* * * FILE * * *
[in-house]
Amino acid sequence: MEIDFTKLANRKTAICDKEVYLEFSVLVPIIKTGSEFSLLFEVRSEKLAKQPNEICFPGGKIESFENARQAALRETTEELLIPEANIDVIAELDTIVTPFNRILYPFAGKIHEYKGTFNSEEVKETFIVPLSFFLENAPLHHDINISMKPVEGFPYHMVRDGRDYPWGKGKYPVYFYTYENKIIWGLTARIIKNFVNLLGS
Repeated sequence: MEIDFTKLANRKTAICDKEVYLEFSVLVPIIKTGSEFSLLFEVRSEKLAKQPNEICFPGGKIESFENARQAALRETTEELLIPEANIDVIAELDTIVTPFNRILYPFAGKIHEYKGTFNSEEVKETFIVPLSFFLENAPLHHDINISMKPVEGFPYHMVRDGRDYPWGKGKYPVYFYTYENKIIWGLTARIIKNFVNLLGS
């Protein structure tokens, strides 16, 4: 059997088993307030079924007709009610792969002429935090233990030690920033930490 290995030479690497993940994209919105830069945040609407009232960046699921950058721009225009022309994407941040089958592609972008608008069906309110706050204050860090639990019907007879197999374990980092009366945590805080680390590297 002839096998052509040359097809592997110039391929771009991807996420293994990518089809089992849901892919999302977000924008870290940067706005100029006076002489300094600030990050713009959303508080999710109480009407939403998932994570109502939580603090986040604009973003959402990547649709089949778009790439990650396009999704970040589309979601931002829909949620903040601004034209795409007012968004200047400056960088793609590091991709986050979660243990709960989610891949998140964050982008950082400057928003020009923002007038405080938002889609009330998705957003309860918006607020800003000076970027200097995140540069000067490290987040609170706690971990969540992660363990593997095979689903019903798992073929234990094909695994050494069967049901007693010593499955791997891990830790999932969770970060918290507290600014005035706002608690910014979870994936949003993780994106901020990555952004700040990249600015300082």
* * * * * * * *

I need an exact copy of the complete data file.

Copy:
[in-house]
Amino acid sequence: MEIDFTKLANRKTAICDKEVYLEFSVLVPIIKTGSEFSLLFEVRSEKLAKQPNEICFPGGKIESFENARQAALRETTEELLIPEANIDVIAELDTIVTPFNRILYPFAGKIHEYKGTFNSEEVKETFIVPLSFFLENAPLHHDINISMKPVEGFPYHMVRDGRDYPWGKGKYPVYFYTYENKIIWGLTARIIKNFVNLLGS
Repeated sequence: MEIDFTKLANRKTAICDKEVYLEFSVLVPIIKTGSEFSLLFEVRSEKLAKQPNEICFPGGKIESFENARQAALRETTEELLIPEANIDVIAELDTIVTPFNRILYPFAGKIHEYKGTFNSEEVKETFIVPLSFFLENAPLHHDINISMKPVEGFPYHMVRDGRDYPWGKGKYPVYFYTYENKIIWGLTARIIKNFVNLLGS
């Protein structure tokens, strides 16, 4: 059997088993307030079924007709009610792969002429935090233990030690920033930490 290995030479690497993940994209919105830069945040609407009232960046699921950058721009225009022309994407941040089958592609972008608008069906309110706050204050860090639990019907007879197999374990980092009366945590805080680390590297 002839096998052509040359097809592997110039391929771009991807996420293994990518089809089992849901892919999302977000924008870290940067706005100029006076002489300094600030990050713009959303508080999710109480009407939403998932994570109502939580603090986040604009973003959402990547649709089949778009790439990650396009999704970040589309979601931002829909949620903040601004034209795409007012968004200047400056960088793609590091991709986050979660243990709960989610891949998140964050982008950082400057928003020009923002007038405080938002889609009330998705957003309860918006607020800003000076970027200097995140540069000067490290987040609170706690971990969540992660363990593997095979689903019903798992073929234990094909695994050494069967049901007693010593499955791997891990830790999932969770970060918290507290600014005035706002608690910014979870994936949003993780994106901020990555952004700040990249600015300082």